I have often told people that the Buffett Partnership Letters is my favorite investment book. As a young investor (26 years old when he started in 1956), Buffett was nimble, opportunistic, and far more candid in his discussion of ideas and portfolio management techniques. The Partnership Letters and the early Berkshire letters are a treasure trove of information, revealing the staggering genius behind the simple folksy manner he employs for mass media. Summaries and excerpts related to portfolio management will be posted in series form over the next few months. I hope our Readers will enjoy them. I will certainly enjoy going back through and articulating my thoughts in written form.
It may surprise some Readers that Warren Buffett was not always a “buy and hold” investor. Wait until you read the letter in which he talks about drinking – I hope you’re sitting down – Pepsi!
Special Situations, Volatility
“My view of the general market level is that it is priced above intrinsic value…Even a full-scale bear market, however, should not hurt the market value of our work-outs substantially."
“A work-out is an investment which is dependent upon a specific corporate action for its profit rather than a general advance in the price of the stock as in the case of undervalued situations. Work-outs come about through: sales, mergers, liquidations, tenders, etc. In each case, the risk is that something will upset the applecart and cause the abandonment of the planned action, not that the economic picture will deteriorate and stocks decline in general.”
Buffett’s “work-out” names muted (improved) the volatility profile of the return stream while providing upside potential – offering upside capture with little or no downside capture – in essence the “holy grail” security of every portfolio manager’s dream.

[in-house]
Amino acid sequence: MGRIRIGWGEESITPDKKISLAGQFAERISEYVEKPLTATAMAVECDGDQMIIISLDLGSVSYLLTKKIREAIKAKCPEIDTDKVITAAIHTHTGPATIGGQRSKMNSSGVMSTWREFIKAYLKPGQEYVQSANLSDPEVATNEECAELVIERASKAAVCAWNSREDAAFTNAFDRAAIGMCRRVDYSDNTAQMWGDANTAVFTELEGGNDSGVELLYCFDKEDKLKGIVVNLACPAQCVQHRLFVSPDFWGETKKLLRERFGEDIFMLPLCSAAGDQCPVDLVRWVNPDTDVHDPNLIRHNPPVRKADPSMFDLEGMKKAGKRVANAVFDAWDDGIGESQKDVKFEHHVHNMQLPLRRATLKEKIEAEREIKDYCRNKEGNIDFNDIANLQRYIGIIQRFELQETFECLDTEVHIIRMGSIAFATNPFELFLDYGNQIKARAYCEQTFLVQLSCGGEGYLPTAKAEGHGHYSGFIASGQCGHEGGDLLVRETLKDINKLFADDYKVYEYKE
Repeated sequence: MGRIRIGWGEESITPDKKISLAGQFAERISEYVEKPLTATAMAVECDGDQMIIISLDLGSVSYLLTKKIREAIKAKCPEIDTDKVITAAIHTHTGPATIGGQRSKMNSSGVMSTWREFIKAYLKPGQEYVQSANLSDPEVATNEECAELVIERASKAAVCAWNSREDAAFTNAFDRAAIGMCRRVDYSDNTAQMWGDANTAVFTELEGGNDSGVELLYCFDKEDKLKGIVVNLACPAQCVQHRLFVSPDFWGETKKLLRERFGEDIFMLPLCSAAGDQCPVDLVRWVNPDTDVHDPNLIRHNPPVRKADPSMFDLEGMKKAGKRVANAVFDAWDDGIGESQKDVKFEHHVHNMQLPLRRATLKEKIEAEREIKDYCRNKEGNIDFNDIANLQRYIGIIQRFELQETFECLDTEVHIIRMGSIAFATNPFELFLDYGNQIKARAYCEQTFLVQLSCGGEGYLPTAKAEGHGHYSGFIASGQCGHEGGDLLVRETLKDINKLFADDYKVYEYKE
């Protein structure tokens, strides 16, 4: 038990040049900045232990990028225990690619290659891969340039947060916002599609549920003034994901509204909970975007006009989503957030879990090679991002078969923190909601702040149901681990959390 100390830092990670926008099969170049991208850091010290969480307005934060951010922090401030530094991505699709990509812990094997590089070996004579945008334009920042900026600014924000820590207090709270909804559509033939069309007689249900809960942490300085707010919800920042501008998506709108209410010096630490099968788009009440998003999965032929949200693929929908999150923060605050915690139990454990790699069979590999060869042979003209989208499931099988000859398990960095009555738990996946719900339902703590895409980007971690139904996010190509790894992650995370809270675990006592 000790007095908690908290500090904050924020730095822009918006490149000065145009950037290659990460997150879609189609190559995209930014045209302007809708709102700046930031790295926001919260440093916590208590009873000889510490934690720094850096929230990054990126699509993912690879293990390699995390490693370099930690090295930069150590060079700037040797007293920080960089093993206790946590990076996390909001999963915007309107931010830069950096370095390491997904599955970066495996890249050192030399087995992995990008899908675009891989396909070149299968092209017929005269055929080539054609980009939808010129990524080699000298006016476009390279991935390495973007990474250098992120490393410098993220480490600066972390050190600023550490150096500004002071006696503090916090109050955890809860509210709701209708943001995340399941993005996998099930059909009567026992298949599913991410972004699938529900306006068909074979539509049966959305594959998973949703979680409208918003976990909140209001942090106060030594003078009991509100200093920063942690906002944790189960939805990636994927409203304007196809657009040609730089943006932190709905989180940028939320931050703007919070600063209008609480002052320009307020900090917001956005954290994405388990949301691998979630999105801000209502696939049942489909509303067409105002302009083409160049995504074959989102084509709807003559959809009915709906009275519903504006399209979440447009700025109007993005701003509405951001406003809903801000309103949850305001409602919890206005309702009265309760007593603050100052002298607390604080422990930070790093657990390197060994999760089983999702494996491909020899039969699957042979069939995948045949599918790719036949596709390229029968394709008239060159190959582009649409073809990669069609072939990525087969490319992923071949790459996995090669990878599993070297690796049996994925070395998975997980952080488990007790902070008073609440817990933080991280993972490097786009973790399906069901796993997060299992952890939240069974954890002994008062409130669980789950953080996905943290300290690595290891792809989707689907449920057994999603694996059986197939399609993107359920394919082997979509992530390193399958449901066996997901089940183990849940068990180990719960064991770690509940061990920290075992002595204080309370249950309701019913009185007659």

Fast forward 55 years, our industry now uses the term “special situations” and “event driven” to describe Buffett’s “work-outs.”
I suspect the arbitrage and special situations space back in 1957 was a lot less competitive, and investors could extract decent returns with minimal downside exposure to overall markets.
Today, many investors hold work-out / special situations / event driven securities in their portfolios. As a result of the competitive nature of the investment management industry, these types of securities either (1) no longer shield portfolios from market volatility as effectively as in 1957 or (2) do not provide the upside return potential as they once did.
With all that said, I still believe that Buffett’s technique is valuable today because his general rationale for holding uncorrelated “work-outs” in a portfolio still holds true. Investors just need to think more creatively and seek “work-outs” disguised in different forms – beyond the special situation securities in which event driven investors usually traffic.